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Electrochemically prepared metal antimonide nanostructures for lithium ion and sodium ion battery anodes




Jackson, Everett D., author
Prieto, Amy, advisor
Rappe, Anthony, committee member
Dandy, David, committee member
Bailey, Travis, committee member
Henry, Charles, committee member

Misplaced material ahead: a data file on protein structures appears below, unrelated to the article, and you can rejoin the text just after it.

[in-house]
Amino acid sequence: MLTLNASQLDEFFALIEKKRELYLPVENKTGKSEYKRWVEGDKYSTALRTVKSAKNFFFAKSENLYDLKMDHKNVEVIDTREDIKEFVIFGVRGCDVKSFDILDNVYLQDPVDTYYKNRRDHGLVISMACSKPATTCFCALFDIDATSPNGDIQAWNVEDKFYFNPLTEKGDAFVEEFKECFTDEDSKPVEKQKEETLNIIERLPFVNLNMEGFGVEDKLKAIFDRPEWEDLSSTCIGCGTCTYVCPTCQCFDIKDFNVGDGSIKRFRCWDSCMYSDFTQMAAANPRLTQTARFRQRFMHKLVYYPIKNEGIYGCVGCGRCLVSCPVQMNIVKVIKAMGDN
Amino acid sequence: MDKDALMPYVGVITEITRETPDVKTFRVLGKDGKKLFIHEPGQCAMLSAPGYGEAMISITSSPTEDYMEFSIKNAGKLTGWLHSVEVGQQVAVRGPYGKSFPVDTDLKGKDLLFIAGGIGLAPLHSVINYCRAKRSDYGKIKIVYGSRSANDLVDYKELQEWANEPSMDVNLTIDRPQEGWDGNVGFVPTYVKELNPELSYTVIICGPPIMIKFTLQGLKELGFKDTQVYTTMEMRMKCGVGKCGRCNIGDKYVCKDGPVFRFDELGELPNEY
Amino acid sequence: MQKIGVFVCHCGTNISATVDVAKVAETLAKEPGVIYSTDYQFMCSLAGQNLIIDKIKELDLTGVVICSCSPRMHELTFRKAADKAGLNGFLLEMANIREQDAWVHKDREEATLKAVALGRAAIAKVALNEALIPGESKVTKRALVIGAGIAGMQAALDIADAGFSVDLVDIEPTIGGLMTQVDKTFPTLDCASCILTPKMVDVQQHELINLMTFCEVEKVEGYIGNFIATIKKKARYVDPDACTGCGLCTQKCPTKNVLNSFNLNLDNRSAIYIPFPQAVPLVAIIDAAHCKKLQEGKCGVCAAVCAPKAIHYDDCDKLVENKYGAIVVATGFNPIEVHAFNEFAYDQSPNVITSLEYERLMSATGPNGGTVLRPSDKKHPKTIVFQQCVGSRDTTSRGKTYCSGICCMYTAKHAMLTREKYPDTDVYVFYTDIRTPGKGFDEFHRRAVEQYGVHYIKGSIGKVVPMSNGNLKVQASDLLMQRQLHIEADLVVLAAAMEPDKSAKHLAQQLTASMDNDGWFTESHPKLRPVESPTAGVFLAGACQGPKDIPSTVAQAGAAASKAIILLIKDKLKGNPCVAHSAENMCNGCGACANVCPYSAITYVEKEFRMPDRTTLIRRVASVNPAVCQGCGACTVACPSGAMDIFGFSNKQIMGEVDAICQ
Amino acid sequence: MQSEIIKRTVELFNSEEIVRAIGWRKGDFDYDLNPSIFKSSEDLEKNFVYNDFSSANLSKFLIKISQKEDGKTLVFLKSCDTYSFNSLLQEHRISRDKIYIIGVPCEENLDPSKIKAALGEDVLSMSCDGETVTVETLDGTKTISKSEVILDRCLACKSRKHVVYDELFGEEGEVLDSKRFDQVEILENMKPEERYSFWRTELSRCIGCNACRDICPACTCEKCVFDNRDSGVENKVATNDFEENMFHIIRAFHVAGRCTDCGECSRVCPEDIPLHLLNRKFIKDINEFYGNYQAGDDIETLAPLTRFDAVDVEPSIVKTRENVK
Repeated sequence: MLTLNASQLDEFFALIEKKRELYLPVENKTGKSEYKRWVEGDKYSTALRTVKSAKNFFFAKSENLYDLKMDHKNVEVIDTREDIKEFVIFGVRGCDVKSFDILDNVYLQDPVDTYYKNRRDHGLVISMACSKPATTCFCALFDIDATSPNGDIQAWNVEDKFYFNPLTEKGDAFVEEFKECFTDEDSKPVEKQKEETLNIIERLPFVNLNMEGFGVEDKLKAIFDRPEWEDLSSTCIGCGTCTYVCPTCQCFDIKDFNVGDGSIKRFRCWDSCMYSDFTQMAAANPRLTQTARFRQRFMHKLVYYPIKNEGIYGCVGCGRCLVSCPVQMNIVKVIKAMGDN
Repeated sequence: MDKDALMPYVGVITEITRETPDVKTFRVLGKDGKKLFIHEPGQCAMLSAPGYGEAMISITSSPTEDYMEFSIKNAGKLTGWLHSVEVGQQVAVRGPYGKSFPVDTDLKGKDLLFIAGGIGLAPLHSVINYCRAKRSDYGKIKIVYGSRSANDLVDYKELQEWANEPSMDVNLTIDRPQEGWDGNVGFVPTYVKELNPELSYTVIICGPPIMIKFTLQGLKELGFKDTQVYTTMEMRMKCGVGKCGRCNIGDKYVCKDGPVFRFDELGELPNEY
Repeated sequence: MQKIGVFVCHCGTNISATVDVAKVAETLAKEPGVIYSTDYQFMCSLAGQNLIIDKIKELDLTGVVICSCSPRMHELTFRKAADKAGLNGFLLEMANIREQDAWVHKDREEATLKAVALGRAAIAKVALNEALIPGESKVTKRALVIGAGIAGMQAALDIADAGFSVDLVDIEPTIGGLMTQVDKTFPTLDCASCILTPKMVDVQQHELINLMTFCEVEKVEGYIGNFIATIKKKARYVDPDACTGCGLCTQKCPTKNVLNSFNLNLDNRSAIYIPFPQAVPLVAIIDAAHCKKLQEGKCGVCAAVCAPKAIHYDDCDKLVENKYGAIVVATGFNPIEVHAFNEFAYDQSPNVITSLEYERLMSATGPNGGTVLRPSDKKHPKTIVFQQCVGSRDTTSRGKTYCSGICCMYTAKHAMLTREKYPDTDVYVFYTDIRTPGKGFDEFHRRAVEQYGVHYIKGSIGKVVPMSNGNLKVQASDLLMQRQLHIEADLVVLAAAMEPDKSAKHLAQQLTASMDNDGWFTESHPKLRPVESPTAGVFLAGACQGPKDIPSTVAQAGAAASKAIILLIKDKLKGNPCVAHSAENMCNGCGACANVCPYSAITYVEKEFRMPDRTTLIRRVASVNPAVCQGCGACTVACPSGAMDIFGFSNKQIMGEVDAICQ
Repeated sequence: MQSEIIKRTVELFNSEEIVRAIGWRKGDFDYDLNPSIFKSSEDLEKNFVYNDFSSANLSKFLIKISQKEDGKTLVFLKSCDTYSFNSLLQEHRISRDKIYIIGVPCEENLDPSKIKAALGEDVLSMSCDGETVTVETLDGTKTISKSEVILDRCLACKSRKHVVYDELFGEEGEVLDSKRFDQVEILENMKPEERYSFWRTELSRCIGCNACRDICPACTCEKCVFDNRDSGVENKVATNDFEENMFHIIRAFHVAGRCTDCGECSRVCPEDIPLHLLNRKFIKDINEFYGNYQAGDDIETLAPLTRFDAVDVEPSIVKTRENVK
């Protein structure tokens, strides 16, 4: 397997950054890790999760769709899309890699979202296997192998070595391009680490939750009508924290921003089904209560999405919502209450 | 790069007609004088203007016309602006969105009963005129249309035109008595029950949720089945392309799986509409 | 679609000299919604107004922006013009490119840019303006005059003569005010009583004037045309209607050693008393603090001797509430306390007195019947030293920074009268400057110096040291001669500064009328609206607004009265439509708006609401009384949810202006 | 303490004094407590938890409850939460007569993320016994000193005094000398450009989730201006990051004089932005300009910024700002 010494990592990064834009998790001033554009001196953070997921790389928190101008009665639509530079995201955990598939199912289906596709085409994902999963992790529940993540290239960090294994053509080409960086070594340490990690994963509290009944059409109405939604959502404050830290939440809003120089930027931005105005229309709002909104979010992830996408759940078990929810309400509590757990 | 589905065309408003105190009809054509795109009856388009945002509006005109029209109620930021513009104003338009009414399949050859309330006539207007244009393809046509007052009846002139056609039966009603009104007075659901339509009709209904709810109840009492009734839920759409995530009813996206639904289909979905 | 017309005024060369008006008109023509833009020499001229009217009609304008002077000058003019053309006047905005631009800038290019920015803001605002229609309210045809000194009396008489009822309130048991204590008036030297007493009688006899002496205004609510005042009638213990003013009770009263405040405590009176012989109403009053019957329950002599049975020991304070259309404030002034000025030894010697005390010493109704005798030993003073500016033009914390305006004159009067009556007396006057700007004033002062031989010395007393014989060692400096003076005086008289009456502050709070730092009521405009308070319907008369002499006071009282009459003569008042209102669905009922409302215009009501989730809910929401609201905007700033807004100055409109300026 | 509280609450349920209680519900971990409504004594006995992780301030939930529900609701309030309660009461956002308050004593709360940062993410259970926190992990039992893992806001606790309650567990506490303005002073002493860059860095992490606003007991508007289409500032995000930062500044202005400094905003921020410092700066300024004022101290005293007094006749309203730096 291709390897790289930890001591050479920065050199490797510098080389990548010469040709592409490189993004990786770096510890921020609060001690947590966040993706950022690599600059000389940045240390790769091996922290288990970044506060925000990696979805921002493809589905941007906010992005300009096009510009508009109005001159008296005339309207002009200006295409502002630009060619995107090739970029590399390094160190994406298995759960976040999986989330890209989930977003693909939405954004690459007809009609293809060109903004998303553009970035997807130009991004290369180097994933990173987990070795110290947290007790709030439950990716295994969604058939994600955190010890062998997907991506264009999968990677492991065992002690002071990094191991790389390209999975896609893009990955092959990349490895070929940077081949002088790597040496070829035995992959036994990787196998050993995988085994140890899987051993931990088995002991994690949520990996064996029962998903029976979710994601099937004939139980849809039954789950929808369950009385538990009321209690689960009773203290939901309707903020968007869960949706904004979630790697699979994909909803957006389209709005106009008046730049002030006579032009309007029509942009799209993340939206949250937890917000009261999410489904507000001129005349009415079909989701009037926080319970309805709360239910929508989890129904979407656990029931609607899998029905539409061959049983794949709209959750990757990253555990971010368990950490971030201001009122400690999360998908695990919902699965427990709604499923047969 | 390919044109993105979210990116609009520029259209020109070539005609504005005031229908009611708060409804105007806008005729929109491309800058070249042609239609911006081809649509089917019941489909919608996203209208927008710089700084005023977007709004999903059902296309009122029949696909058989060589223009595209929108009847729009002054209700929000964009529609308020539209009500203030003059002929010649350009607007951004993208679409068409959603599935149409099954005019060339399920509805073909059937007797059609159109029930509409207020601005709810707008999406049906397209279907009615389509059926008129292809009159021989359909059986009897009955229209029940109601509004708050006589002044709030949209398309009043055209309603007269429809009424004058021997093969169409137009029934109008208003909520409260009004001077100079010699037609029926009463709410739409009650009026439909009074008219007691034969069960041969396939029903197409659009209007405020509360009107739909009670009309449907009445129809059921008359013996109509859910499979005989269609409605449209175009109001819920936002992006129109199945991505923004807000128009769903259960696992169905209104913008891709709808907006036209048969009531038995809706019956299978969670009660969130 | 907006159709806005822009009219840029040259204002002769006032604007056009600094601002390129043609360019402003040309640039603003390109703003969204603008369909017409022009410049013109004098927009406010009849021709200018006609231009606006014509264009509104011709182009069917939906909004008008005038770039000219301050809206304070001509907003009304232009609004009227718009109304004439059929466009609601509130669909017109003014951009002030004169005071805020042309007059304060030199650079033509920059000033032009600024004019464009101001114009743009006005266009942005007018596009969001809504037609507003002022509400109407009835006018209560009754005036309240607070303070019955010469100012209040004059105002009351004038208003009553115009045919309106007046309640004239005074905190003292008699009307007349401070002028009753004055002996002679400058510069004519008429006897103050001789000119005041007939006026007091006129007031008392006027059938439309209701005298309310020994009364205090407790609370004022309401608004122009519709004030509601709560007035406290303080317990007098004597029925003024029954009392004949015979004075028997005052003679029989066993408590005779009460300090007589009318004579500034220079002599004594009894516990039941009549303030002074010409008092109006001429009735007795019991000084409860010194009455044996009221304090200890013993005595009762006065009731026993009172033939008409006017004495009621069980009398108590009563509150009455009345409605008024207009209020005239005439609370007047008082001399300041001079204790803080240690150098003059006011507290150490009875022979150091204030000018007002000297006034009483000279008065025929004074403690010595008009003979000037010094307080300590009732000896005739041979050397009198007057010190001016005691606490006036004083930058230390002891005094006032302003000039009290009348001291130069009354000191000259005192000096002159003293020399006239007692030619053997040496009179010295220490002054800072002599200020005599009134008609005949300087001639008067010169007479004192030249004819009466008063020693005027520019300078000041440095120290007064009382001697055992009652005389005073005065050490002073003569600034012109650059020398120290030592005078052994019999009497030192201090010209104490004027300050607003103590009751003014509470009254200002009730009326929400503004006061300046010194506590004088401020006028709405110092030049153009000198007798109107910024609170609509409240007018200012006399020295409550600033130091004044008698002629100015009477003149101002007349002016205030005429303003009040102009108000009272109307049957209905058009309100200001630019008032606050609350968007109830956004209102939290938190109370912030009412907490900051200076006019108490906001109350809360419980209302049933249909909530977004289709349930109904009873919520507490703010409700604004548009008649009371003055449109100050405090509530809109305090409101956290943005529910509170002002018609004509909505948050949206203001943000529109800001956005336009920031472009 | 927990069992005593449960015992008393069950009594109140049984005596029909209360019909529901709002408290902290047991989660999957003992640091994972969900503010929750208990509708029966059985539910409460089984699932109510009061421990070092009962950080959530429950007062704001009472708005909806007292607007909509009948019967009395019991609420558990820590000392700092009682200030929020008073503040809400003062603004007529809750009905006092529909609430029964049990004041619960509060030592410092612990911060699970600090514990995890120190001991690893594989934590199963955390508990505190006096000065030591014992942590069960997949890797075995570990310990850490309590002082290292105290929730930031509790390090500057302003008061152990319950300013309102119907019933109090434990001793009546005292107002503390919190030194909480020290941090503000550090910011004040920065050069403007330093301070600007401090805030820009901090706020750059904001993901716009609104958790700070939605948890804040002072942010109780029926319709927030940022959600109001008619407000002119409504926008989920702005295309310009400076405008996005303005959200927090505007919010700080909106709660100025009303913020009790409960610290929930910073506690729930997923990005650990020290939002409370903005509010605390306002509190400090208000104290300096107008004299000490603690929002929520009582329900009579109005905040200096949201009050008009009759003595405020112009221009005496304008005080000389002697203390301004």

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The use of energy fundamentally enables and globally supports post-industrial economies and is critical to all aspects of modern society. In recent years, it has become apparent that we will require superior energy technologies to support our society, including improved methods of generating, storing, and utilizing energy resources. Battery technology occupies a critical part of this new energy economy, and the development of electrochemical energy storage devices will be a critical factor for the successful implementation of renewable energy generation and efficiency strategies at the grid, transportation, and consumer levels. Current batteries suffer from limitations in energy density, power density, longevity, and overall cost. In addition, the inherent tradeoffs required in battery design make it impossible to create a single battery that is perfect for all applications. To overcome these issues, the development of low-cost and high-throughput methods, new strategies for materials design, and a comprehensive understanding of electrochemical mechanisms for battery performance is necessary. Herein, an in-depth study on the electrochemistry of a model anode system for rechargeable batteries based on metal antimony alloys produced through an electroplating approach is detailed. The first chapter of this dissertation provides a brief introduction of lithium ion and sodium ion battery technology. In the second chapter, a detailed review of the literature on antimony and metal antimonide alloys for battery anodes is provided. The third chapter details a study on copper antimonide thin films with varying stoichiometry produced through a facile electrodeposition process. In the fourth chapter, stoichiometric Cu2Sb thin films are studied as potential anodes for sodium ion batteries. The fifth chapter details the development of a process for electroplating zinc-antimony alloy thin films onto zinc and their electrochemical properties in sodium ion cells. The sixth and seventh chapters report the synthesis and characterization of copper-antimony alloy nanowire arrays produced through an alumina-templated process. These nanowire arrays are first used in an electrolyte-additive study to show the importance of surface stabilization for high surface area electrodes in chapter five. In chapter six, the rate performance is characterized under different thermal conditions for different compositions of copper-antimony alloy nanowire arrays as an assessment of the kinetic limitations of this electrode. The final chapter briefly describes some preliminary experiments that have been performed on characterizing the electrochemistry of metal salts in a deep eutectic solvent as a potential method for co-deposition of new metal antimonides.


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